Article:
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The substance that will affect the freezing point of water will be able to break into ions
dT=iKfm Where T is the change in temperature Kf is a constant m is the molality i is the van't Hoff dissociation number To find m we have one mole of solute per 1 kg of solvent so m=1 Kf is a constant The only thing effecting the change in temperature is i For example CaCl2 --> Ca2+ + 2Cl- i in this case equals 3 So you want the one with the biggest i
Sorry about the wait I ended up getting logged out for some reason
What do you mean the biggest i?
The biggest number of ions that the compound splits into.
Well I don't understand chemistry at all I'm horrible at it. Can I possibly just have the answer please?
No, that is against OS policy and is not conducive for learning. Do you know the difference between ionic and covalent compounds?
CaCl2 dissociates into Ca and 2Cl so i = 3 We can do this with the 4 options
No I don't and people post the answer on OS all the time and it hasn't been a problem. I need to pass this online course so I can go to trade school so it would be great if someone could help me @JoannaBlackwelder
Both @JoannaBlackwelder and I are happy to help but we would like to make sure that you understand why it is the answer too
I'm not really too worried about understanding it to be honest. I'm not going to do anything in my life with chemistry ever. I just need to complete a course so I can move onto Biology at my new school. I just need to know which one is the right answer.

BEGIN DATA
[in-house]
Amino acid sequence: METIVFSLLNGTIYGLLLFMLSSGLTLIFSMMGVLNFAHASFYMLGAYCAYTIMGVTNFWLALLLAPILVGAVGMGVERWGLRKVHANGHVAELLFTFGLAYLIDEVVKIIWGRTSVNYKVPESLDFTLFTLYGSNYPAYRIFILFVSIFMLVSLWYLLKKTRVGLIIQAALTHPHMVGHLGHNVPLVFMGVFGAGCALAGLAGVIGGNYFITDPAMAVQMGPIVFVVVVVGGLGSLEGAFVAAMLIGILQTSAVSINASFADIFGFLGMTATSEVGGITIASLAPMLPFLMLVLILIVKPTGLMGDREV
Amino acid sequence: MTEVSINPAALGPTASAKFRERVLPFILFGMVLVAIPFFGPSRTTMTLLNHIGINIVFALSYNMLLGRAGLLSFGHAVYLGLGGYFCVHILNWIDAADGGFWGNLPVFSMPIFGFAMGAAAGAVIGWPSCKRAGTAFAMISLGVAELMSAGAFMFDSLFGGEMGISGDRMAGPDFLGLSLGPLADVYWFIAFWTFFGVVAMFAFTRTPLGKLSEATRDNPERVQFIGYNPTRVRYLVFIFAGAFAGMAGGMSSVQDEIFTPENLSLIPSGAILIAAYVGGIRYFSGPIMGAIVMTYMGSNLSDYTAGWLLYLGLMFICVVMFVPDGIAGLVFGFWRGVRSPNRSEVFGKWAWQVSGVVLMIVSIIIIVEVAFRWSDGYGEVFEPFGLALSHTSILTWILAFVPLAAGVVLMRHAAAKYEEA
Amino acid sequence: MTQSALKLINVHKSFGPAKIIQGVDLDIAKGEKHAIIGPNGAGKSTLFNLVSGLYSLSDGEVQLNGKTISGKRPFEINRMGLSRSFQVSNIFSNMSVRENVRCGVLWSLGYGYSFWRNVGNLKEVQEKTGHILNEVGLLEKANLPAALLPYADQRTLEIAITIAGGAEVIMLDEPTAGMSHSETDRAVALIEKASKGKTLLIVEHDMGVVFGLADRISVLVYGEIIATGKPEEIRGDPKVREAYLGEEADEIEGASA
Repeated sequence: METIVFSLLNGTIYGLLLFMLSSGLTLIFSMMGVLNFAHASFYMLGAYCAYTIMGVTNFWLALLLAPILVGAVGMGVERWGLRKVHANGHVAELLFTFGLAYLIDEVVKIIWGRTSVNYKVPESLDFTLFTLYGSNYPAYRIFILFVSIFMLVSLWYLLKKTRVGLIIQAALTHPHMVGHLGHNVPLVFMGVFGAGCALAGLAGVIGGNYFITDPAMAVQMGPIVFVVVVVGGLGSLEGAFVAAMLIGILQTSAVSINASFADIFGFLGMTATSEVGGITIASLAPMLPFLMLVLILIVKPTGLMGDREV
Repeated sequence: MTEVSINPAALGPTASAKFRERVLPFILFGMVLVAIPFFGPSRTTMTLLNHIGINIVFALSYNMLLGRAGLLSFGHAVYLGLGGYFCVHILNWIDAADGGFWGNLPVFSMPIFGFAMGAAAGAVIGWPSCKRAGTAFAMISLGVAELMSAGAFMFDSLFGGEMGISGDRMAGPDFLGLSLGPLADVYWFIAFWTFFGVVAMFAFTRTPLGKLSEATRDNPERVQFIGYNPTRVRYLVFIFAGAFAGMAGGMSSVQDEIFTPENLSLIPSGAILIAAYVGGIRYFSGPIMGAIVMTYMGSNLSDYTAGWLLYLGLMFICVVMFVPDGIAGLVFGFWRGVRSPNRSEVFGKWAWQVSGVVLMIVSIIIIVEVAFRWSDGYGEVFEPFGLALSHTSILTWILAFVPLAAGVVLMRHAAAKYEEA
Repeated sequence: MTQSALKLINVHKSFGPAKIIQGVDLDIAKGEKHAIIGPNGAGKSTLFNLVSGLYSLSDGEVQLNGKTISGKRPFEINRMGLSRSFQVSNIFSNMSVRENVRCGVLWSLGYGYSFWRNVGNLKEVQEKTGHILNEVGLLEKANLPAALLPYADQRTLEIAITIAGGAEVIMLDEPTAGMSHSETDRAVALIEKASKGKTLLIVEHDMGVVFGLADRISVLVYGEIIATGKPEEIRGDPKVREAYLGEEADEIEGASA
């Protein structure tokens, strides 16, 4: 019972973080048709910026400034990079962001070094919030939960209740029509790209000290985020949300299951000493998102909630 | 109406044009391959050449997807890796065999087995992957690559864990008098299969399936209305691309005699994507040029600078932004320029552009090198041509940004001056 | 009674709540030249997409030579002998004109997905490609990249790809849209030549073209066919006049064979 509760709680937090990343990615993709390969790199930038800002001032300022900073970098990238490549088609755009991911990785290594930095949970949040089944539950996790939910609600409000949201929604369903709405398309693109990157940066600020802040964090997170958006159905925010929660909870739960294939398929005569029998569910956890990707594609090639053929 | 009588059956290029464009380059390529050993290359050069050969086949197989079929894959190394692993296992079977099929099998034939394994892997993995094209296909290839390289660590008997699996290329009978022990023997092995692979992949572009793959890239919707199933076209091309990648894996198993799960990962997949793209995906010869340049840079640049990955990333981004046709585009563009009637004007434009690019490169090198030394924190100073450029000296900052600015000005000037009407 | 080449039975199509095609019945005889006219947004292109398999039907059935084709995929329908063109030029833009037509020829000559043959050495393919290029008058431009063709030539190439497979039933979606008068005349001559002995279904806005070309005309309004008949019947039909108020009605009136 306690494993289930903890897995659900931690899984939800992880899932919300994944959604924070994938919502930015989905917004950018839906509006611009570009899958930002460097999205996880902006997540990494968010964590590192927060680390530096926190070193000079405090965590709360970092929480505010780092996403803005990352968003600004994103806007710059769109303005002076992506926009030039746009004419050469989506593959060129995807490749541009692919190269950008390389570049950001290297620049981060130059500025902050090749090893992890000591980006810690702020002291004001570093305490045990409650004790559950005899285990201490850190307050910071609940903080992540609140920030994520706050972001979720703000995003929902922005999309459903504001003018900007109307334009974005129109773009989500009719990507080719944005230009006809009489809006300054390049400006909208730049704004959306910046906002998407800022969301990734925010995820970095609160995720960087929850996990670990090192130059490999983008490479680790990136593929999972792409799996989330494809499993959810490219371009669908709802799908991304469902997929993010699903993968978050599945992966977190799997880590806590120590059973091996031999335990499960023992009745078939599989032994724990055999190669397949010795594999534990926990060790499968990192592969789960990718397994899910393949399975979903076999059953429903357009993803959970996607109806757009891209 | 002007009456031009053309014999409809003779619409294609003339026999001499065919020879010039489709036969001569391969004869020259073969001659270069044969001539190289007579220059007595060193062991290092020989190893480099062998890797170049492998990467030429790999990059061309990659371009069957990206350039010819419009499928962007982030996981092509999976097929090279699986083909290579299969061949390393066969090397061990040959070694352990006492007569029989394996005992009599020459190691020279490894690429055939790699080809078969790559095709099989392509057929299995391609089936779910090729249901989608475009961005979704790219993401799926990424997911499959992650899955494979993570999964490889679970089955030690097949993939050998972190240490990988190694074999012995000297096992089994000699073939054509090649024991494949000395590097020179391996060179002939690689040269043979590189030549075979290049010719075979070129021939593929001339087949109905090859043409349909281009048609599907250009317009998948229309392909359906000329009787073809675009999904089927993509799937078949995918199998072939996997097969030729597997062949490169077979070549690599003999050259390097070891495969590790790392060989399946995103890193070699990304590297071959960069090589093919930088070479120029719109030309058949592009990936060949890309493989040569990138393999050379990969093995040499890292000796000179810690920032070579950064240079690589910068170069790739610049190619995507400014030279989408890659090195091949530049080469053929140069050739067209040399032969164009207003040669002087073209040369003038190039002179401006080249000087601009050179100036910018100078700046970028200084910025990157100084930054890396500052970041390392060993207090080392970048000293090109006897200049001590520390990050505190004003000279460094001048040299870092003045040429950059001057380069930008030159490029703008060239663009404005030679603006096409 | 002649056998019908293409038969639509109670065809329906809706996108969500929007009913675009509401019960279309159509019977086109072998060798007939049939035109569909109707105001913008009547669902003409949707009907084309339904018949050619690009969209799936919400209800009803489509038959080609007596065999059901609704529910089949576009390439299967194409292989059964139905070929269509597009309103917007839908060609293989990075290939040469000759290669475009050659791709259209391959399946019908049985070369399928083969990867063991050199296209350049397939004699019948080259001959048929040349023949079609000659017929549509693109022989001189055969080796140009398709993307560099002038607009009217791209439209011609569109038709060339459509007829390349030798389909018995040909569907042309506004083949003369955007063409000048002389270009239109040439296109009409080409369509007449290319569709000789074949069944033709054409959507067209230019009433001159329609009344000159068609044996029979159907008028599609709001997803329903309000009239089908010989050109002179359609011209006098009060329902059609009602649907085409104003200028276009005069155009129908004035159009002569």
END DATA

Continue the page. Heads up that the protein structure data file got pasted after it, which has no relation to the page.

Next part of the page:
That is called cheating, not help and I wont cheat for you.
Cool then you don't have to respond to my stuff.
The thing is though is I'm a chemistry major so I enjoy explaining the one thing that I want to do for the rest of my life. I don't know about Joanna but I know she enjoys chemistry as well and enjoys explaining it Now if you look back at the question we want to look at this dissociation factor PbS doesnt dissociate in water C8H18 doesn't dissociate in water Na3PO4 dissociates into 3Na+ and PO4- NaCl dissociates into Na+ and Cl-
Since Pb is a metal, and S is a nonmetal, PbS is an ionic compound and would also dissociate into ions. Are you getting something else, @taramgrant0543664 ?
I questioned it too @JoannaBlackwelder i looked it up and it said it wasn't soluble in water but I didn't really trust that source but i didn't find anything contradictory but either way the compound isn't the answer
Good call. :-)